Wisdom//

Flood Girls

Being raised by and raising strong women

Lori, Vicki, Christi, Bobbie, Shannon, and Cheryl. Photo courtesy of Jim Rode Photography (www.jimrode.com).

Wanda Edwards Flood raised six daughters.

Six. They in turn raised seven. And they in turn are raising four.

In order of birth, they are Cheryl, Bobbie, Vicki, Christi, Shannon, and Lori. Together, they are known by many as The Flood Girls. Most of their lives, they were raised by a single mother. They grew up with and without, knowing times of prosperity and adversity, and oftentimes running wild.

I am the daughter of Bobbie. While my mother was pregnant with me, my grandmother (whom I called Memaw) was pregnant with her youngest child, Lori. I have often made the joke that I am so southern my mother and grandmother were pregnant at the same time. This unique situation, though, placed me five months older than the last Flood Girl, so I was always raised more like one of the sisters. For an only child, being born smack into a line of women around my age provided me the experience of sisters without having to always deal with the pain and annoyance of constant siblings.

Growing up with the Flood Girls meant summers spent outside playing baseball, riding bikes, fighting with neighborhood rivals, sneaking money out of Memaw’s purse for snacks or the jukebox, lemons and watermelon sprinkled with salt enjoyed on porch steps, drinking pickle juice, basketball, dance contests, and generally thinking we were pretty bad ass. Visiting with Cheryl meant fun with cousins Allison and Hannah, soap operas in the morning, poboys from Freez-Os, crab and crawfish from Jane’s, Family Feud and Jeopardy on the computer, Yahtzee, and coffee. Time spent with Vicki was time spent learning about basketball, makeup, that it was okay to be a tomboy and a beauty queen, and getting to hang out with the “older” kids that I thought were just so cool.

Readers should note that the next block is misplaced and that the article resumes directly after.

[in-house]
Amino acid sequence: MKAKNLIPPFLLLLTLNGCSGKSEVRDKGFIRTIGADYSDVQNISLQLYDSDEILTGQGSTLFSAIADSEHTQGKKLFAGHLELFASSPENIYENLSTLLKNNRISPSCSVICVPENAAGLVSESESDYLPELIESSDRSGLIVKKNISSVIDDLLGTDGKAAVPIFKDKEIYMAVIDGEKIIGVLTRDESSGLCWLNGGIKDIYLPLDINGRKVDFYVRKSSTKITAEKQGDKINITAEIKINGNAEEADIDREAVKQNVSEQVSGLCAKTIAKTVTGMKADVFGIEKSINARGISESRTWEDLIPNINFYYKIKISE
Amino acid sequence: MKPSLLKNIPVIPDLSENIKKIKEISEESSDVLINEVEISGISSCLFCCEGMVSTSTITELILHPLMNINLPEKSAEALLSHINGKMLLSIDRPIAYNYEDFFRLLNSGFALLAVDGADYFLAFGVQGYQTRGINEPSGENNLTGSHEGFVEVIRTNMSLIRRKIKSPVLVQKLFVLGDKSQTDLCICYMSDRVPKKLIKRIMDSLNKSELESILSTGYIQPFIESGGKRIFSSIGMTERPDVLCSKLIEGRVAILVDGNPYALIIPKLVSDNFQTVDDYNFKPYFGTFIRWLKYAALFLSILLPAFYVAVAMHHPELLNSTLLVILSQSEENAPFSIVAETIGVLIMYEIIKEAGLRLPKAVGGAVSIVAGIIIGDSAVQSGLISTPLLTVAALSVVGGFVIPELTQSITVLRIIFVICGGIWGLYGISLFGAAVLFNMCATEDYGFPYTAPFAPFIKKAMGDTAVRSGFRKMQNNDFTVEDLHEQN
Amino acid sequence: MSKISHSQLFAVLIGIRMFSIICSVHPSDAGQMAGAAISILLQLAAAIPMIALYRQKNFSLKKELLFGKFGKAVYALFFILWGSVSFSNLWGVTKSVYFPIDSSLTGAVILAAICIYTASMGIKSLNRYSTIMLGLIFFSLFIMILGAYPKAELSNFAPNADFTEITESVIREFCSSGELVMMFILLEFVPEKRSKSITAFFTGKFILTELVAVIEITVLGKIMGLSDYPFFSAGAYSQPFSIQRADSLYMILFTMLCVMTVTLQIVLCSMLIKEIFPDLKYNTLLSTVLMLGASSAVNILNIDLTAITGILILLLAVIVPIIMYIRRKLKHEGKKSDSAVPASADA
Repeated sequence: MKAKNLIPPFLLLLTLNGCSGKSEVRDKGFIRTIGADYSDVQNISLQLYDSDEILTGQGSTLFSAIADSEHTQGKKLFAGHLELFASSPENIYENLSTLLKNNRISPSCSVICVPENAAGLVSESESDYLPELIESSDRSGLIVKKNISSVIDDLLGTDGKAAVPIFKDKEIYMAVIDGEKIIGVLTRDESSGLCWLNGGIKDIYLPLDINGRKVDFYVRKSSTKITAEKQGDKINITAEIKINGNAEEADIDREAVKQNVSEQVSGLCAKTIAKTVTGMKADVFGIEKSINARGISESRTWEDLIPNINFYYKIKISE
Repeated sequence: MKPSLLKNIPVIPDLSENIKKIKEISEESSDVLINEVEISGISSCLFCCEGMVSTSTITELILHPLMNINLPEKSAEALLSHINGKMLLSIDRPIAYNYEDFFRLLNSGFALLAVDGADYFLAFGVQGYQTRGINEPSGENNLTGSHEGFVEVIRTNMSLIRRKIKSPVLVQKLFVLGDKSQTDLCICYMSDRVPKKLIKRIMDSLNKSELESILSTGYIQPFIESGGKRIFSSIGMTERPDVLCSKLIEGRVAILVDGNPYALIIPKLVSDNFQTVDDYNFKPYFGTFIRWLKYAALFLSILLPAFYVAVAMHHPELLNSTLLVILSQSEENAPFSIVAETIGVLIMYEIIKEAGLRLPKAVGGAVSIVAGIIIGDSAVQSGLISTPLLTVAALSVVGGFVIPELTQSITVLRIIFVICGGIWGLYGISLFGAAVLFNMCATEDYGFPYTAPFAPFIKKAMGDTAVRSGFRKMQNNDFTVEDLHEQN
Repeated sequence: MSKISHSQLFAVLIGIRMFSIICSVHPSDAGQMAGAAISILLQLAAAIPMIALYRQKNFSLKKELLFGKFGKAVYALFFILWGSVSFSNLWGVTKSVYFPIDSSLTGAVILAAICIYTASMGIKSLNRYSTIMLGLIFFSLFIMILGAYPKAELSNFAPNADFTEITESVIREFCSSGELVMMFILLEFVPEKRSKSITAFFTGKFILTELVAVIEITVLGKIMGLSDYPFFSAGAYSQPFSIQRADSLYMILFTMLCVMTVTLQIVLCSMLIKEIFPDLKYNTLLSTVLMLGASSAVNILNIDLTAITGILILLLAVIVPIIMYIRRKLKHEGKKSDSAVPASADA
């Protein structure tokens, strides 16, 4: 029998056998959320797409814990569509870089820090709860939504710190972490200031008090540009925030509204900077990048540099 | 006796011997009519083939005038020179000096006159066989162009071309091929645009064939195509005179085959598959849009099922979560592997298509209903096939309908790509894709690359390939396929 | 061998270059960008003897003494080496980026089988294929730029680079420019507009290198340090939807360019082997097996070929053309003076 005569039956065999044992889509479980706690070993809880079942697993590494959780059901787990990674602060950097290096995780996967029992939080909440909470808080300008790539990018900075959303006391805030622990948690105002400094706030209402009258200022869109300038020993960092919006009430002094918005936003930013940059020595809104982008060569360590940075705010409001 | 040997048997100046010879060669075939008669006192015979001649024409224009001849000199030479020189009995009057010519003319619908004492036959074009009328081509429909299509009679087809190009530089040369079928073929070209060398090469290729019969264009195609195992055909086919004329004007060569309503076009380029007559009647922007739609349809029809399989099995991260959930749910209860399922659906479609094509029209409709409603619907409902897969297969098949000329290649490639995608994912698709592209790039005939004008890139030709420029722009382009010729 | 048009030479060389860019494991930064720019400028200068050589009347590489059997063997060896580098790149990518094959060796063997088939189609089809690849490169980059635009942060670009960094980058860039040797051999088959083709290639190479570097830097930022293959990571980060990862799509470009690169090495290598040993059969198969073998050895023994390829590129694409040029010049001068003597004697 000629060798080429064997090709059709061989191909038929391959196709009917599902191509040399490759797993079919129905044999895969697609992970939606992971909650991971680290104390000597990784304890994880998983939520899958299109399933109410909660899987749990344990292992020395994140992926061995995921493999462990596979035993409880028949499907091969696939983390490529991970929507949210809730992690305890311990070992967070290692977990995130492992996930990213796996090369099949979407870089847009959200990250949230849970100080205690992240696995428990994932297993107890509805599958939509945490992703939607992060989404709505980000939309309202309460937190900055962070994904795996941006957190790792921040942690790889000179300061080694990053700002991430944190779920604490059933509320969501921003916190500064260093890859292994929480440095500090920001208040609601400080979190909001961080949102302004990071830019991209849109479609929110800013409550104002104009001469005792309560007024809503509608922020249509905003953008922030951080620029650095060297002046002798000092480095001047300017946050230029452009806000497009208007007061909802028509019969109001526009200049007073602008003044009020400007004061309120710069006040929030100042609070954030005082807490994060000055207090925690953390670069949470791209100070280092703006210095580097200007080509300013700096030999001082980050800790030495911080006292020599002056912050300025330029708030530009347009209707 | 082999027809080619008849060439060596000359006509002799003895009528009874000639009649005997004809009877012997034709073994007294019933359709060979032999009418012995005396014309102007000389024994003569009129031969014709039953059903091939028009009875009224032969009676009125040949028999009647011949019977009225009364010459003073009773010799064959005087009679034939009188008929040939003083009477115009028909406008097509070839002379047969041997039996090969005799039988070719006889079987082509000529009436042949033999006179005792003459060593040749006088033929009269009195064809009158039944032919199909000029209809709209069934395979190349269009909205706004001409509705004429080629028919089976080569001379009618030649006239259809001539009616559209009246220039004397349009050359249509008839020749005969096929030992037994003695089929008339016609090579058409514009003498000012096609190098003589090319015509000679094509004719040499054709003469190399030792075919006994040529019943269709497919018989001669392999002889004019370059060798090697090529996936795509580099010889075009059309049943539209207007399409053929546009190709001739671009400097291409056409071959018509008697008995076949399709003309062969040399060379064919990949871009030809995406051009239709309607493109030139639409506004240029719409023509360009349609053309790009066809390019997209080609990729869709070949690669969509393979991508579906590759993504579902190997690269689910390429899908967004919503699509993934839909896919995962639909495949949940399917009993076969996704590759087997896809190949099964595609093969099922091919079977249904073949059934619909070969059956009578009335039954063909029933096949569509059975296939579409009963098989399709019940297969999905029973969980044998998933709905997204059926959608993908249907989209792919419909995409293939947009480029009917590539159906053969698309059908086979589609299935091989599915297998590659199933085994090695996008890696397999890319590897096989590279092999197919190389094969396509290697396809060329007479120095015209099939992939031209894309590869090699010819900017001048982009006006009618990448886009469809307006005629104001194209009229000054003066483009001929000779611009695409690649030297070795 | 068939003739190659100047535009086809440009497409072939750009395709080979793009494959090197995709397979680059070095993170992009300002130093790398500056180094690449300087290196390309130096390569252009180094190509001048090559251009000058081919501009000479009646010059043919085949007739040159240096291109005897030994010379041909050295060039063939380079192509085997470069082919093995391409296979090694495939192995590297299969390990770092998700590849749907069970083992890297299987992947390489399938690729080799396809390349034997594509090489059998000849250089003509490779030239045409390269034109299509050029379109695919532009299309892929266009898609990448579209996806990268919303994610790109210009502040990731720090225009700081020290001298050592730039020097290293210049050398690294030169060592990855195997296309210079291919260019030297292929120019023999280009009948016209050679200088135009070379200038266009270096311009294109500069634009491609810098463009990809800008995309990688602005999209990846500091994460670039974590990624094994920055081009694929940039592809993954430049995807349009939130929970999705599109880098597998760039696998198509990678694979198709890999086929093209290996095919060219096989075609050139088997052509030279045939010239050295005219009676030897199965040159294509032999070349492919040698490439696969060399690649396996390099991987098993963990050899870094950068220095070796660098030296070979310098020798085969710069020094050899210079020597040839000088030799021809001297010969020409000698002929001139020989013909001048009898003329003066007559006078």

My mother was sixteen when she got pregnant with me, so I literally grew up with these women. These are strong women. Women who have stood on their own in times of personal strife and never wavered, never fell to the floor, never gave in, and never gave up. Through it all, they have marched onward, with a level of determination and humor that is unmatched in my daily life. As a woman, when you are raised by a single woman, you have a keen insight into what makes you, where you came from, of what you are capable. Being raised by Wanda taught these women that they came from incredibly strong stock, that they had the blood of pioneers in feminism that allowed them to look at something that was normally assigned as “men’s work” and proceed to do it themselves. I have seen these women build something from nothing using only their hands, fix cars, remodel homes, till land, hang wallpaper and drywall, repair and install appliances, and drink beer. When they find themselves backed into a corner, I have never, not once, seen any of these women fall to the floor in despair. Instead I have seen them stand up straight and come out fighting…or I’ve seen them bust a hole in the wall and walk right through it.

Being a Flood Girl isn’t just about being tough or dealing well with adversity. Being a Flood Girl also means being funny as hell, being able to hold court in a room full of people while you tell a story, being able to make others feel welcome, and having a desire to help people when they’re in need. It runs through us, every one of us. I never laugh more than when I am with my mom and her sisters. I never cry in hysterics or run the risk of pissing my pants more than when these women are congregated. They never fail me.

We are now into the fourth generation of Flood Girls with the births of my daughters and the daughters of my cousins. Four generations of women and, lord help them, the men who love us. Four generations of strength and love. Four generations of laughter and wit. Four generations of balls and brass.

At one point, as we were going through our divorce, my now ex husband made an off the cuff comment about me needing him. I looked him square in the eye, back straight, shoulders leveled, and said, “Did you expect me to just fall to the floor? To give up? Have you met me? Have you not met the women who raised me? Don’t you know who I am?”

I am a Flood Girl.

TO WANDA!!!

Originally published at medium.com

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